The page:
Using Pokémon data to practice the GROUP BY clause

Randy Macaraeg
Jul 15 · 4 min read
Photo by Jay on Unsplash

The code I used for this blog can be found on my GitHub.

As we already know how to do basic queries in SQL (and if you don’t or need a refresher, please read: “A Gentle Introduction to SQL Basics in Python”), we can start utilizing more and more tools that SQL has to offer.

The GROUP BY clause is a pretty useful tool in SQL. With it, we can drill down even further into our data and arrange identical data into groups using some functions.

If a column has the same values in different rows it would put those rows in an individual bucket.

There are three important points to using the GROUP BY clause:

  1. GROUP BY is used with the SELECT statement.
  2. In the query, GROUP BY is placed after the WHERE clause.
  3. In the query, GROUP BY is placed before ORDER BY (if it’s used).

Now that we have some rules in place, let’s set up the notebook!


Setting Up

We’ll be using Pokémon data from a Kaggle dataset for these examples.

While this is to put a fun spin on SQL, these examples could easily be applied to more business-like solutions, such as grouping by age groups, income levels, location, etc.

Let’s begin with importing the libraries we need and loading the CSV file in Python:

Next, we start to clean the data before moving it into an SQLite instance:

#find NaN values
nan_rows = df[df.isnull().T.any().T]
nan_rows.head()

This will find any null values and return some of them (if any).

As all of the null values exist in the type2 column, we’ll change all of these null values to ‘none’.

#change all Type 2 NaN values to 'None':
df['type2'] = df['type2'].fillna('none')

Now, as SQL is very specific about the strings within the table (upper case and lower case matters in the rows), we’ll set everything to lower case.

#change all strings within the dataframe to lower case
df = df.astype(str).apply(lambda x: x.str.lower())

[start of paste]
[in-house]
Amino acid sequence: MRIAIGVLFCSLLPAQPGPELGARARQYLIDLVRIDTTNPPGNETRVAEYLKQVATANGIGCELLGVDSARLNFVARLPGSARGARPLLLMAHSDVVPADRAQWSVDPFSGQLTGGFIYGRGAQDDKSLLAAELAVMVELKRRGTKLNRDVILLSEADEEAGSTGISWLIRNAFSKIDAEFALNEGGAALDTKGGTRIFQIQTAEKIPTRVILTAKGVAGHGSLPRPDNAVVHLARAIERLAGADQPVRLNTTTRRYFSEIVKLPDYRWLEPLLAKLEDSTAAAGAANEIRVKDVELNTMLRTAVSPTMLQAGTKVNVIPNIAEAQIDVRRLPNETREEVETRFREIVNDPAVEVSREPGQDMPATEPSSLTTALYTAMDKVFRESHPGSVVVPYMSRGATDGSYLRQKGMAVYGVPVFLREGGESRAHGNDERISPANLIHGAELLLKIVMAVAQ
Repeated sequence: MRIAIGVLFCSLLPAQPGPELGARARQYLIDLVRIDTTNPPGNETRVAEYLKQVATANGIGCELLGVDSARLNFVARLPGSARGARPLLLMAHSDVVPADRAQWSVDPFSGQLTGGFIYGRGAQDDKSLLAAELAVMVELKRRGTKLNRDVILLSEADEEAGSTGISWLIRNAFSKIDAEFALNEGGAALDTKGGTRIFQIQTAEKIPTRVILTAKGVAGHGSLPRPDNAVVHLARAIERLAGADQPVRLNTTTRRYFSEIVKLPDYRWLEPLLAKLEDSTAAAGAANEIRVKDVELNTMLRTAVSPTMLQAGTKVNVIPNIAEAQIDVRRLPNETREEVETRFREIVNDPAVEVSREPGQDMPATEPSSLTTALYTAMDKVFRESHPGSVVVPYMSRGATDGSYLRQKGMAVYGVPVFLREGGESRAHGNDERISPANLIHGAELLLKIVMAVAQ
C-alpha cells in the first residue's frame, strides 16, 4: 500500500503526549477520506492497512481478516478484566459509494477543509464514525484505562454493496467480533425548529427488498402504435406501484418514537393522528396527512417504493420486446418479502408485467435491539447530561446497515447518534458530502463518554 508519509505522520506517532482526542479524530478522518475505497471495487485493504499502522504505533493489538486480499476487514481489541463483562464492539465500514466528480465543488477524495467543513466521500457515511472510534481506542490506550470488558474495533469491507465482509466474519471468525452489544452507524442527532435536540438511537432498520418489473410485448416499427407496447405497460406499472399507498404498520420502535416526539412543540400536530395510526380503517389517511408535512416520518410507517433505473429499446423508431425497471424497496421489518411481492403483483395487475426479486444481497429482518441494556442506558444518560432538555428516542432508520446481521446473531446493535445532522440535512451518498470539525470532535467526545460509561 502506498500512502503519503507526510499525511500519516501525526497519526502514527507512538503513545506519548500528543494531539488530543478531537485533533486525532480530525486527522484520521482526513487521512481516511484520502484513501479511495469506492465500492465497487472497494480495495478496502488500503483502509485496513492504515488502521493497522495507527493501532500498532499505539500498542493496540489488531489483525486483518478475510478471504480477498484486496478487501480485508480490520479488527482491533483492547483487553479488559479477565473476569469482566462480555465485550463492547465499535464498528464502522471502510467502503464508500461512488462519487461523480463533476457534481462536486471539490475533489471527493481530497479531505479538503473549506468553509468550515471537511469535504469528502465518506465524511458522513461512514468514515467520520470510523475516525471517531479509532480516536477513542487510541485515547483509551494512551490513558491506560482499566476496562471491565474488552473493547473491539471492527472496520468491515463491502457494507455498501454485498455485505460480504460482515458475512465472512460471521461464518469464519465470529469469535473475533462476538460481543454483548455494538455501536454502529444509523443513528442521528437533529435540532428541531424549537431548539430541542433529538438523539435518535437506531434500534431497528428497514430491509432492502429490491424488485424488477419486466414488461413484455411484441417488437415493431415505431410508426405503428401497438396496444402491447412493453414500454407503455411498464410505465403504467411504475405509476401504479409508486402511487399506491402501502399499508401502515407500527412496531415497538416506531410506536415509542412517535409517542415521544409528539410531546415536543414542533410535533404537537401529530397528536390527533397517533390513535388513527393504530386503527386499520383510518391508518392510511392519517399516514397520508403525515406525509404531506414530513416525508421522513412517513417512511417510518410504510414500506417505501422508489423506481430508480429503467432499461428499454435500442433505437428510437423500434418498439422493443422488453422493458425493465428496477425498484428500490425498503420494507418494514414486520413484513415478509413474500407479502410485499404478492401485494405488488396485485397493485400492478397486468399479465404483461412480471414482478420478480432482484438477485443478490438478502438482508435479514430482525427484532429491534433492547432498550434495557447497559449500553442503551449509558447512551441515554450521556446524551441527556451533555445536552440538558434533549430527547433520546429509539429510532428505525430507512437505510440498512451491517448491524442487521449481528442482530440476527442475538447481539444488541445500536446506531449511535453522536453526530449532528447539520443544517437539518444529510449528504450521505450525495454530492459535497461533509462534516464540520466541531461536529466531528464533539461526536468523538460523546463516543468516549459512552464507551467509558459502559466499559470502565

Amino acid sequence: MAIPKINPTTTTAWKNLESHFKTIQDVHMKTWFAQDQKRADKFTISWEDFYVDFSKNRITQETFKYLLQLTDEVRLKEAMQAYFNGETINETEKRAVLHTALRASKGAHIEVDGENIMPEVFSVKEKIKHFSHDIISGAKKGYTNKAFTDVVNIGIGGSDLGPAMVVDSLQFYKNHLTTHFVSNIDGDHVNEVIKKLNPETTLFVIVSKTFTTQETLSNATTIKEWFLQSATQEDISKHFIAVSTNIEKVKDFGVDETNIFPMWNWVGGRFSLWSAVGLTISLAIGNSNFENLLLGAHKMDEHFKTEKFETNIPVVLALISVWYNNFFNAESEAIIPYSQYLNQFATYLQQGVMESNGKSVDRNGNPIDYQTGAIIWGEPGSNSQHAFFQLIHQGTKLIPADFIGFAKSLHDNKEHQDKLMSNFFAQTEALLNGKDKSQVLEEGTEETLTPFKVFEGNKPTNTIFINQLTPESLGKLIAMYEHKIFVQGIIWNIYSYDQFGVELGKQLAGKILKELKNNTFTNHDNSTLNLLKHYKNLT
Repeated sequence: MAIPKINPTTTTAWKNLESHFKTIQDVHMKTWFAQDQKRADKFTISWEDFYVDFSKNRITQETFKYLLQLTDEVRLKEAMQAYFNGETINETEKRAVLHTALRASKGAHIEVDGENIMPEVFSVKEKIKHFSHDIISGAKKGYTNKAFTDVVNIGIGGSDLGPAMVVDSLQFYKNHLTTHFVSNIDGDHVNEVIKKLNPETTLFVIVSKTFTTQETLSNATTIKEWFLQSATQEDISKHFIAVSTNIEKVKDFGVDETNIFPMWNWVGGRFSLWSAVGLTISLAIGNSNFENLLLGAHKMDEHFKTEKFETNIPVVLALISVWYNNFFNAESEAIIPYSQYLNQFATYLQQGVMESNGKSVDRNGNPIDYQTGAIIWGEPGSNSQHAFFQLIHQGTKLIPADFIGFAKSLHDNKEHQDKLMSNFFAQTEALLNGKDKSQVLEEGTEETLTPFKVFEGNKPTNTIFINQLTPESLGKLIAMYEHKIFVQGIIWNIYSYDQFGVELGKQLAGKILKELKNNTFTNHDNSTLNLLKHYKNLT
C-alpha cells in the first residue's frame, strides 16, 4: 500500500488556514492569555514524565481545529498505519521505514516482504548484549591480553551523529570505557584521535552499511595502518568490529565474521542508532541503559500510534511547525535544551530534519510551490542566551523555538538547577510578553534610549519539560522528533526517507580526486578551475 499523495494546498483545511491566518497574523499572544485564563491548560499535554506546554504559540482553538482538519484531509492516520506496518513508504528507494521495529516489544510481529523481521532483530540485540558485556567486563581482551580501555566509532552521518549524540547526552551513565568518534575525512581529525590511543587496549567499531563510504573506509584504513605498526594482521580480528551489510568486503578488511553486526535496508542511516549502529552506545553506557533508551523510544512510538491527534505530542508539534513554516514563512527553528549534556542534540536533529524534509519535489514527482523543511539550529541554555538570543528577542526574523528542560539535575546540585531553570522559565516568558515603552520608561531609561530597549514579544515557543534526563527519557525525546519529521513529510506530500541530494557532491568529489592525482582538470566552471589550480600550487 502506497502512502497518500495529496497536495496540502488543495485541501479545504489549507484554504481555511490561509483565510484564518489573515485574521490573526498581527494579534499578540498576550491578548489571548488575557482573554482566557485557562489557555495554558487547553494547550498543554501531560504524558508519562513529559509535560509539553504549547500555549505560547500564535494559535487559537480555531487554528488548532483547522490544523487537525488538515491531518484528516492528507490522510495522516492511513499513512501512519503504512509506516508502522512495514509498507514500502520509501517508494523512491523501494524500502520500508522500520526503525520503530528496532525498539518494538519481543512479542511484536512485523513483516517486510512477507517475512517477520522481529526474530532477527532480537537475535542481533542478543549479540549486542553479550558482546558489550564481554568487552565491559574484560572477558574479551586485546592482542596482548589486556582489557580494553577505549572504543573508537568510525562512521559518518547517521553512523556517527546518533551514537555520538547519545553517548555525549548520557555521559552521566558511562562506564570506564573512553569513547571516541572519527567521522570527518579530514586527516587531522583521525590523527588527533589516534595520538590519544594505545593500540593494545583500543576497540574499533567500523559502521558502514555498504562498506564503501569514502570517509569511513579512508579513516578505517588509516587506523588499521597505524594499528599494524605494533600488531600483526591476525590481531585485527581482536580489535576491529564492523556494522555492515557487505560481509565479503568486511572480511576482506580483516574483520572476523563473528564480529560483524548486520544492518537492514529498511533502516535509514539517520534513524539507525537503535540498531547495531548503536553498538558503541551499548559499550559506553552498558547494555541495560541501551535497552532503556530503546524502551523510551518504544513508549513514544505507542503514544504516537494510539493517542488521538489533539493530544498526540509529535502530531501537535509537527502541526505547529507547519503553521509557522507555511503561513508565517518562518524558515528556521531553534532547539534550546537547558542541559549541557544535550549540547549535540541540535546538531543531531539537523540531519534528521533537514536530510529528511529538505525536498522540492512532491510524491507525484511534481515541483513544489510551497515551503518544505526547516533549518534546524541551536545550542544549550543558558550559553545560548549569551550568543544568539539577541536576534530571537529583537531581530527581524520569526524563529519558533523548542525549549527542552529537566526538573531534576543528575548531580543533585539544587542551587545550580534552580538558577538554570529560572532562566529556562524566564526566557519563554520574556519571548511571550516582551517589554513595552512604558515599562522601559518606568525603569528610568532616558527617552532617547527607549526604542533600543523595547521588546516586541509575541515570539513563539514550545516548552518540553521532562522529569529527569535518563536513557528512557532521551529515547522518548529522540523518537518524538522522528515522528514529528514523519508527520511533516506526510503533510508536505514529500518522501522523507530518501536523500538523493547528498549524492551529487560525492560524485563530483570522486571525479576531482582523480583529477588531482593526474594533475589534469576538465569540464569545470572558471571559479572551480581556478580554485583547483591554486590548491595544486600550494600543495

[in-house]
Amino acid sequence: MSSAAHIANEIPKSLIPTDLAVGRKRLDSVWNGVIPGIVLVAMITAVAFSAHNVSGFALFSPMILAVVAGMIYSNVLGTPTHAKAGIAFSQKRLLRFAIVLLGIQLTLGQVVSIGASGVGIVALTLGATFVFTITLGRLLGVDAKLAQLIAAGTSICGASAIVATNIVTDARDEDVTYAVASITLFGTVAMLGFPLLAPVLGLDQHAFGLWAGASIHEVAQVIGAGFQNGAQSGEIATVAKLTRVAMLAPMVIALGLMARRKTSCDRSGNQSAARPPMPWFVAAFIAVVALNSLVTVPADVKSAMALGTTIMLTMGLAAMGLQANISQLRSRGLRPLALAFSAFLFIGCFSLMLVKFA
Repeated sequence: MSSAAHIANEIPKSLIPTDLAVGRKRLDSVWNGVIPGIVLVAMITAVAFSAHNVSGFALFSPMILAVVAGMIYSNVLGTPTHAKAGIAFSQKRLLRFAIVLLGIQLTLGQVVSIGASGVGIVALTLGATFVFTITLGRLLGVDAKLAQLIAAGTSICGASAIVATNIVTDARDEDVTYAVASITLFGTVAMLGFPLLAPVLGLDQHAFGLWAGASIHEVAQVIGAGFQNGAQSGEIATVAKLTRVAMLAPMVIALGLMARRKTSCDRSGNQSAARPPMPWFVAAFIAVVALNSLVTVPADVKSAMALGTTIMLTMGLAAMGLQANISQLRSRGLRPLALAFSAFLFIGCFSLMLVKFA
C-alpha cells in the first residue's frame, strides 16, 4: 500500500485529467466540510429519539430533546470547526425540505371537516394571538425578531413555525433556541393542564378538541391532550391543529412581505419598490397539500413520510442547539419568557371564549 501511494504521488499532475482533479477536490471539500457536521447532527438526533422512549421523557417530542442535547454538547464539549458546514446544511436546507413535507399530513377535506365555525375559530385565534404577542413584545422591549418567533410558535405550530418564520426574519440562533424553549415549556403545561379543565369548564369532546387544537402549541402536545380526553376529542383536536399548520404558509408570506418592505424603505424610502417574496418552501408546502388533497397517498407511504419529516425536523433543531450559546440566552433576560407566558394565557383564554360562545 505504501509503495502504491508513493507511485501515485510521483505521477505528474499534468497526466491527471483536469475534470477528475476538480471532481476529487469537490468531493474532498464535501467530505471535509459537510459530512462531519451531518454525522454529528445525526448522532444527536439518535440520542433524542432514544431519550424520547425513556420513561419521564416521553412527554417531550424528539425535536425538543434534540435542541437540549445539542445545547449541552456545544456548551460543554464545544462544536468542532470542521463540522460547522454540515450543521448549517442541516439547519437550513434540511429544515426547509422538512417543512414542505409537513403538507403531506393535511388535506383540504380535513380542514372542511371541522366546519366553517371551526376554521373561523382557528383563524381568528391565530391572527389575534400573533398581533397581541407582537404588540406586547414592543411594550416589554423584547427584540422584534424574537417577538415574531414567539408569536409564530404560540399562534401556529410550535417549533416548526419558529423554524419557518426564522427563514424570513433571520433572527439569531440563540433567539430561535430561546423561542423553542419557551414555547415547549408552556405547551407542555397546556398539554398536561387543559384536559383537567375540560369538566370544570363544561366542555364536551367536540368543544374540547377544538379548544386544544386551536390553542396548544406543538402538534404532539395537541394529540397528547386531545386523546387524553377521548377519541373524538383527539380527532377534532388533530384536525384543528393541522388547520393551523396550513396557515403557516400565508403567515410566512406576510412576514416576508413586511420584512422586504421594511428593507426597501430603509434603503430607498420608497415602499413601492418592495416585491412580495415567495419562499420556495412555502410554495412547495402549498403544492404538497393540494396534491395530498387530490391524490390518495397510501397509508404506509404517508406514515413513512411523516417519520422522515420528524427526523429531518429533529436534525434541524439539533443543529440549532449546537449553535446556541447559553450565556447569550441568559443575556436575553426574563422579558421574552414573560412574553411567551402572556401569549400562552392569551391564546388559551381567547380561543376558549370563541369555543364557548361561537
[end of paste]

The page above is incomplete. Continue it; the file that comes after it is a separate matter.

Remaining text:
Now we’re ready to set this as an SQL database!

#set the database for pokemon
df.to_sql('pokemon', con=cnx, if_exists='append', index=False)
#function for the SQL queries below
def sql_query(query):
return pd.read_sql(query, cnx)

Awesome, we can start running some SQL queries!


General Syntax for GROUP BY’s

The general syntax for a GROUP BY function is:

SELECT column_name(s), function_name(column_name)
FROM table_name
WHERE condition
GROUP BY column_name(s)
ORDER BY column_name(s);

function_name: SUM(), AVG(), MIN(), MAX(), COUNT().
table_name: name of the table. In this example, there is only the pokemon table
condition: condition used.

With this, we can reorganize and manipulate the data so that we can find better insights.


Simple GROUP BY’s

Say, we want to only find the name, type, and total stats of the legendary Pokémon with the highest (max) stats. We would start with a simple MAX() query:

This would output Mega Mewtwo X, a psychic/fighting Pokémon with an impressive total stat of 780!

What if we wanted to know the Pokémon with the highest max stats, but in each type1 category? This is where the GROUP BY clause comes in handy:

Now, instead of just a single Pokémon as the output (Mega Mewtwo X), there are 14 legendary Pokémon.

The SQL query finds all legendary Pokémon and groups them into individual buckets based on the type1 column.

It separates them into dark, dragon, electric, fairy, etc., then the query returns the name, type1, type2, and total stats of the Pokémon in each bucket.


GROUP BY and HAVING Clause

We use the WHERE clause to place conditions on columns, but what about placing conditions on groups? Introducing the HAVING clause!

The WHERE keyword can’t be used with aggregate functions, so we use the HAVING clause with GROUP BY's.

We can use the HAVING clause to enter conditions to determine which group will be part of the final result.

Also, aggregate functions cannot be affected by the WHERE clause. Instead, the HAVING clause is used with aggregate functions if we want to apply conditions.

The general syntax for a HAVING clause

SELECT column_name(s)
FROM table_name
WHERE condition
GROUP BY column_name(s)
HAVING condition
ORDER BY column_name(s);

GROUP BY With HAVING Clause Example

Imagine that we wanted to find the count of individual Pokemon, the type1, the minimum and maximum total stats, and average HP of all Pokémon grouped by type1, and only include the groups of Pokémon whose summed HP is higher than 4000:

This helps us determine which groups of Pokémon have the highest amount of HP in their class, whilst cutting out the groups that are lower than the 4000 cap we set.

If we wanted high HP Pokémon to choose from, we’d want to go with those of the normal type1 as they have the highest average HP (77.28) and can definitely take a hit or two.

The HAVING clause really helps to thin out our data to more useful and insightful stuff!


Conclusion

Writing this blog helped me understand how to utilize GROUP BY’s and I hope it helps you as well! Stay tuned for the next SQL blog coming soon!

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